Oil Settles Near $46 Amid Nigeria Force Majeure, US Fuel Glut

(Bloomberg) - Oil closed near $46 a barrel in New York as the market weighed a force majeure declared by  Exxon Mobil Corp. on crude shipments out of Nigeria against excess U.S. oil and product inventories.

Futures rose 0.6 percent after fluctuating between losses and gains in New York. Exxon declared force majeure on shipments of Nigeria’s biggest crude export grade. China processed a record amount of crude in the first half of 2016 as economic growth last quarter exceeded estimates, adding support to the market. U.S. crude production, on the other hand, rose for the first time since early June last week and fuel stockpiles climbed, according to an Energy Information Administration report released on Wednesday.

“We have bullish news. We have bearish news. It’s a moody market,” Phil Flynn, senior market analyst at Price Futures Group in Chicago, said by telephone. “The big bear case is we have this flood of product and it’s going to take some time to overwork that.”

West Texas Intermediate crude for August delivery rose 27 cents to settle at $45.95 a barrel on the New York Mercantile Exchange after earlier dropping as low as to $45.05. Total volume traded was about 8 percent below the 100-day average. WTI posted a 1.2% gain for the week.

Brent for September settlement climbed 24 cents, or 0.5 percent, to end the session at $47.61 a barrel on the London-based ICE Futures Europe exchange and posted a 1.8 percent gain for the week. The global benchmark crude traded at a 96-cent premium to WTI for September delivery, the widest since June 30.

Weighing Options

“The market seems to be at the point where it’s weighing its options whether or not it can move higher,” Harry Tchilinguirian, head of commodities research at BNP Paribas SA in London, said by telephone. “There’s still a bit of uncertainty in Nigeria, but then again, the situation in Nigeria isn’t something new.”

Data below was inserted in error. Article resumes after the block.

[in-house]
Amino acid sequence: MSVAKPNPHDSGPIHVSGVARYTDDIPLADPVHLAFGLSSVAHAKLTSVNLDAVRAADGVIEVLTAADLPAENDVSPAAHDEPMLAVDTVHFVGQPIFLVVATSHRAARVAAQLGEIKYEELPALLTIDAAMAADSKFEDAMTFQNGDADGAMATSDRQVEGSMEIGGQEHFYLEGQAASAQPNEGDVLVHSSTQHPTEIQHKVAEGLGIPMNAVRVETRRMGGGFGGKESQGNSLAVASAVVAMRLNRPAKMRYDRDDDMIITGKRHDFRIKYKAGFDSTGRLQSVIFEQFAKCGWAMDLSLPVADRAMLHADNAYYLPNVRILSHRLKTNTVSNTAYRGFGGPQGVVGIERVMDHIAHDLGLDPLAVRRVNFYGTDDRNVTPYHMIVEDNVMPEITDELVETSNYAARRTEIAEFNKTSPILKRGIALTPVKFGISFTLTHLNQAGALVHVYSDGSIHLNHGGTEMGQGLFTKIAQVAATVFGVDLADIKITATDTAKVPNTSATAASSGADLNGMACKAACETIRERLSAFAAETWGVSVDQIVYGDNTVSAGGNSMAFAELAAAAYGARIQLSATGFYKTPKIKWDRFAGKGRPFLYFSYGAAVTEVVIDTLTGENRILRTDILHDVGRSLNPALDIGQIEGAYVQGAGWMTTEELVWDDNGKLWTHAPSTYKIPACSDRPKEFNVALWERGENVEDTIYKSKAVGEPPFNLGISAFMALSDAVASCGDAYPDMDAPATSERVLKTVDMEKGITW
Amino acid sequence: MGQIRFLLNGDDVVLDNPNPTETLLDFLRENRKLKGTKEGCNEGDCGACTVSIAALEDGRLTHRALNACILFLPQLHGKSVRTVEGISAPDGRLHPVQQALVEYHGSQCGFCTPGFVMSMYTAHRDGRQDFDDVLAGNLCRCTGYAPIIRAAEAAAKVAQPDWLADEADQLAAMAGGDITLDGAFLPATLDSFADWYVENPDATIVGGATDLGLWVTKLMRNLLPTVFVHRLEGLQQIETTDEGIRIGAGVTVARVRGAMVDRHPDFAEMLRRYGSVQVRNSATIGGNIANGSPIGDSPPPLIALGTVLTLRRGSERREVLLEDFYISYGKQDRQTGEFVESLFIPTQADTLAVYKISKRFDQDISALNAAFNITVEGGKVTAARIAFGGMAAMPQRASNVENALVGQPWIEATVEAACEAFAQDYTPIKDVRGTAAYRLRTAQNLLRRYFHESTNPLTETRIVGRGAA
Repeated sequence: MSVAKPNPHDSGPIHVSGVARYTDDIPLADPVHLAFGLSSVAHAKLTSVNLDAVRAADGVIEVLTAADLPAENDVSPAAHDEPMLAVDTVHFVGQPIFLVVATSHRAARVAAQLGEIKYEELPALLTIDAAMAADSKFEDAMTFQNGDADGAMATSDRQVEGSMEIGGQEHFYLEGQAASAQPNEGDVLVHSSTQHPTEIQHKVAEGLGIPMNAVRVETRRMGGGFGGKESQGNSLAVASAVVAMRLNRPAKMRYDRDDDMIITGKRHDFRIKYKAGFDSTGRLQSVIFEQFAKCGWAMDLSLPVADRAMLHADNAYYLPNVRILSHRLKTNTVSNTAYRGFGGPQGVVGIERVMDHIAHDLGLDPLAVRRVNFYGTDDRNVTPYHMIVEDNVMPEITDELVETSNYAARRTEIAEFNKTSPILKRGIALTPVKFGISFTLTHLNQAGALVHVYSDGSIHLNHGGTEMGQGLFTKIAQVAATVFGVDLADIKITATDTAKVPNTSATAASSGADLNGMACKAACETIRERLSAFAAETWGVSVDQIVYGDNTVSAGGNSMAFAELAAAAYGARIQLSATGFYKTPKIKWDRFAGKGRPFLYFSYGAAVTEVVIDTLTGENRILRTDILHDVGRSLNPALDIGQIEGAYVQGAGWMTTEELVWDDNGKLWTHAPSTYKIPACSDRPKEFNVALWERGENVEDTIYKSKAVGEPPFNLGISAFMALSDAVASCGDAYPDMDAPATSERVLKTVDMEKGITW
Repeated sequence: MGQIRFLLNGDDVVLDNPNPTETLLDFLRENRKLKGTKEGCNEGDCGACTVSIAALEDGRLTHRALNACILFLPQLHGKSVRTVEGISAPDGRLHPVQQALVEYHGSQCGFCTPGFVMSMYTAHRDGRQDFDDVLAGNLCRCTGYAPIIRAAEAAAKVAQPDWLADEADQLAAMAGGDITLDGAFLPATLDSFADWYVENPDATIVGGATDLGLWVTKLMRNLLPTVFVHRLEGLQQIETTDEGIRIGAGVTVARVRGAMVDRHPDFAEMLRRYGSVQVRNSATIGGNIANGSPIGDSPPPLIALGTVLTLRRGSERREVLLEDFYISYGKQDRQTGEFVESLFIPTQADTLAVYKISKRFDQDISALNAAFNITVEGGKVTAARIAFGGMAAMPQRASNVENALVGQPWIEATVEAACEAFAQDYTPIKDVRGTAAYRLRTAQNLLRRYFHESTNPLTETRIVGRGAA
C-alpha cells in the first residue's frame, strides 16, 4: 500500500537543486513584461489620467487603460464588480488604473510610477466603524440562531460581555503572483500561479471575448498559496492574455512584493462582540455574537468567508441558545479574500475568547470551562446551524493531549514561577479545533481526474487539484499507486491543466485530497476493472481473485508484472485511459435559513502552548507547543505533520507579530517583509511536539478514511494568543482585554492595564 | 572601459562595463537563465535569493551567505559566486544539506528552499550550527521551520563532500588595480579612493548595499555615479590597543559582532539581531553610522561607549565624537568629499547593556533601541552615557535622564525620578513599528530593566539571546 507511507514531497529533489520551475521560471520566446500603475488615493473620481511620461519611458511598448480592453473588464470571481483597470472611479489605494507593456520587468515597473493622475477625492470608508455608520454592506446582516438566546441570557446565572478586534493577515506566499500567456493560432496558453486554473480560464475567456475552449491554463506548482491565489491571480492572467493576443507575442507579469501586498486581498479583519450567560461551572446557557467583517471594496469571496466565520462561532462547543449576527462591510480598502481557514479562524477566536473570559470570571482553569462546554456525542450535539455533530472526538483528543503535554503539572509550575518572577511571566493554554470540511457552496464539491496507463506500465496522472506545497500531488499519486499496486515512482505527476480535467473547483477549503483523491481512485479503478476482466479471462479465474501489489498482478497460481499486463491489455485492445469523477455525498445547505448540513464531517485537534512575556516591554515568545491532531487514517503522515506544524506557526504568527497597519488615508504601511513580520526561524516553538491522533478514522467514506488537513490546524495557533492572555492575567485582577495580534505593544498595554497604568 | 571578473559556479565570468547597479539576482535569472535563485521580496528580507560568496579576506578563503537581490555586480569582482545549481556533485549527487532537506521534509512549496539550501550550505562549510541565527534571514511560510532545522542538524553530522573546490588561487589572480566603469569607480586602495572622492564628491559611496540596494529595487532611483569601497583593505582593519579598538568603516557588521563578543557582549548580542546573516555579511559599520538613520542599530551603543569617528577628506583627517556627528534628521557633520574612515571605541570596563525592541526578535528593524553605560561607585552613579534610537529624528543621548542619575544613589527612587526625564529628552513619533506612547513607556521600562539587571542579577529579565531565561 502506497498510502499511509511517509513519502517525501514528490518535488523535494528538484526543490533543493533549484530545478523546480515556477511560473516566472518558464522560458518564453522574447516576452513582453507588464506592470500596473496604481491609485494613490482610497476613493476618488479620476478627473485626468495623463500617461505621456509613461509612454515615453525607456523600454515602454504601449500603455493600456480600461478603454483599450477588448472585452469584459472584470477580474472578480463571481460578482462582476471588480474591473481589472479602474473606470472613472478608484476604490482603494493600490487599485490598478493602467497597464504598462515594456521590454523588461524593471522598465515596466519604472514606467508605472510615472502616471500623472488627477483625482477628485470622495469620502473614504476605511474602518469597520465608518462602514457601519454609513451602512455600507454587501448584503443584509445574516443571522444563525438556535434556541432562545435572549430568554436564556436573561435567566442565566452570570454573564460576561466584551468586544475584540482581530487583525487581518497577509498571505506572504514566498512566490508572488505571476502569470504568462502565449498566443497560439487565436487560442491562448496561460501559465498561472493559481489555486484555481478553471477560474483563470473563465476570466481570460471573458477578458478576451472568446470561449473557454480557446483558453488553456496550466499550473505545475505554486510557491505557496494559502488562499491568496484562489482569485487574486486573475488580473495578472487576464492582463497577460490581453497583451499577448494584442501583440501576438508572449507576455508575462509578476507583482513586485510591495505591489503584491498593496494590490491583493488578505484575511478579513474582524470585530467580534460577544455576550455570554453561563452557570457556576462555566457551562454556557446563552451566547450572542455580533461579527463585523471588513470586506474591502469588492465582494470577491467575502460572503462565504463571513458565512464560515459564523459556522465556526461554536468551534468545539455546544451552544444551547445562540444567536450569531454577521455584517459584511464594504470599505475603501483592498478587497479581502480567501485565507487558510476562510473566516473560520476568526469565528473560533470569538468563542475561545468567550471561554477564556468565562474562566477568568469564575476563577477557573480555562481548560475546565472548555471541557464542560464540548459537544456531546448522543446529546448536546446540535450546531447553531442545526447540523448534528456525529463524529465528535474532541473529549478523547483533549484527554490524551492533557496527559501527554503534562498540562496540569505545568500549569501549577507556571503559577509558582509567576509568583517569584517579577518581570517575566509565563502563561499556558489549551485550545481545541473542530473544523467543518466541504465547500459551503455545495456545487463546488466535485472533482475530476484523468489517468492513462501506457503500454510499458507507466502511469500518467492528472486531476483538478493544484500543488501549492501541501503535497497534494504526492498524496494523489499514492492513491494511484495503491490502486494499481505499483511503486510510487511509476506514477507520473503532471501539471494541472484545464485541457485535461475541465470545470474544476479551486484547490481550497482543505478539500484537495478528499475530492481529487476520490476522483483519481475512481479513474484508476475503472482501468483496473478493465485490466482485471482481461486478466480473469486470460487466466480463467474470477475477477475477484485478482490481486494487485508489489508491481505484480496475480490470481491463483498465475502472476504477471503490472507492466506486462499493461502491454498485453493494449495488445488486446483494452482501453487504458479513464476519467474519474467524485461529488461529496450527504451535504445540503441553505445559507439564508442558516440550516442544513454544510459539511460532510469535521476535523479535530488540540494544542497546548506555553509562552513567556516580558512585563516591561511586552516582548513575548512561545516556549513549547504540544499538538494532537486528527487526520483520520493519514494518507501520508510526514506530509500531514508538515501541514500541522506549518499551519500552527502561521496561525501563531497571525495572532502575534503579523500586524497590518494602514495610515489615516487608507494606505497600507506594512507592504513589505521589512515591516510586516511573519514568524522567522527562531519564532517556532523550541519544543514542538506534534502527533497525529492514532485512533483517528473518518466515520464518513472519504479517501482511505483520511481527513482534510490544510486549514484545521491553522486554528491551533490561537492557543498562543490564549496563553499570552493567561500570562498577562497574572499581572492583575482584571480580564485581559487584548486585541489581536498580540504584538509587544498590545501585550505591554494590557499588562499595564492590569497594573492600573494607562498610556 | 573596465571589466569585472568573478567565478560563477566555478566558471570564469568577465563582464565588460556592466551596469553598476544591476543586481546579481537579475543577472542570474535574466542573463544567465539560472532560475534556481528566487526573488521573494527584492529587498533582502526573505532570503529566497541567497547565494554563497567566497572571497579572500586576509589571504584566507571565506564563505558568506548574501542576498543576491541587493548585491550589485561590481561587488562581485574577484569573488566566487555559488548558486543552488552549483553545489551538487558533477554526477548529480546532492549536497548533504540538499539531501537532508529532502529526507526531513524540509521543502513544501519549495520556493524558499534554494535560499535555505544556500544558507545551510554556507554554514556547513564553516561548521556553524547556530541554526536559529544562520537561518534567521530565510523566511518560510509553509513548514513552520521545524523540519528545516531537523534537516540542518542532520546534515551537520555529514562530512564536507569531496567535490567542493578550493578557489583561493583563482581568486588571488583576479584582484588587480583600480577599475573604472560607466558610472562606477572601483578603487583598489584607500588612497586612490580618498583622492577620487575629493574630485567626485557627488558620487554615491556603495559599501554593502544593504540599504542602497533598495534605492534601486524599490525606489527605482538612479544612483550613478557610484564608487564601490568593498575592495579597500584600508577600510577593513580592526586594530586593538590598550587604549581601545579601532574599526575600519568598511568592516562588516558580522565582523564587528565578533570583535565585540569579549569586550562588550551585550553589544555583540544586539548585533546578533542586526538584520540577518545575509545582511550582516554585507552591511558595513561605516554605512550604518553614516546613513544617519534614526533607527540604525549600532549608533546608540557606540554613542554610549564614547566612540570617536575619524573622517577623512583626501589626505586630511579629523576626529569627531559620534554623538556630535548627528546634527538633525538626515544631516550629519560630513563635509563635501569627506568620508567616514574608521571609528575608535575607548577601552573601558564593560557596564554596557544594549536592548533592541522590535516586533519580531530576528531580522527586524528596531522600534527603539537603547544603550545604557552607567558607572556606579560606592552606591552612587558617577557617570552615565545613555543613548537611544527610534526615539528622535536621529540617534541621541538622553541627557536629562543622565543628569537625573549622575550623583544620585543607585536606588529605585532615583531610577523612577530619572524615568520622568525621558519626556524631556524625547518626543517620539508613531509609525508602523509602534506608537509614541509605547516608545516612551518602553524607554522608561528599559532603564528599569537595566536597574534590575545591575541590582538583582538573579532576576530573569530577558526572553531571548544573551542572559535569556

Force majeure -- a legal clause that allows Exxon to stop shipments without breaching contracts -- was declared on Qua Iboe crude after “a system anomaly observed during a routine check of its loading facility,” the company said in an e-mailed statement Friday. 

Qua Iboe is the third Nigerian crude grade to be declared under force majeure currently, joining a force majeure declared on Brass River in May and Forcados in February, according to information from companies compiled by Bloomberg.

China processed a record amount of crude on a daily basis in the first half of 2016 as plants boosted operations after getting import licenses. The country’s domestic oil production dropped 4.6 percent to 101.59 million metric tons in the period, the lowest for that period since 2012, according to data from the National Bureau of Statistics on Friday.

The world’s second-biggest economy’s gross domestic product rose 6.7 percent in the second quarter from a year earlier, compared with 6.6 percent seen by economists Bloomberg surveyed.

$40 Oil

Oil has traded between about $44 and $51 a barrel since early May and has climbed from a 12-year low in February amid a string of supply disruptions including attacks in Nigeria. While there’s still a consensus that the worst of the oil glut is over, the International Energy Agency cautioned this week that “the road ahead is far from smooth” amid seasonal weakness in demand and the return of some halted supply.

Analysts including BNP Paribas SA and JBC Energy GmbH warned prices may sink toward $40, due in part to seasonal demand weakness. Crude fundamentals are weaker than many realize, according to Julius Walker, senior consultant at JBC Energy in Vienna.

“Inventories are still high, both for crude and products. Refining margins have been weak and there have been some reports of run cuts in the U.S. and Asia,” Michael Wittner, the New York-based head of oil-market research at Societe Generale SA, said by telephone. “It’s not a bullish market. It’s a market that deserves caution.”

U.S. inventories are brimming after two years of surplus production and demand for gasoline -- the key driver of prices in summer -- is proving to be disappointing. Stockpiles of the fuel rose by 1.21 million barrels last week and refiners reduced operating rates by 0.2 percentage points to 92.3 percent of capacity, according to the EIA report.


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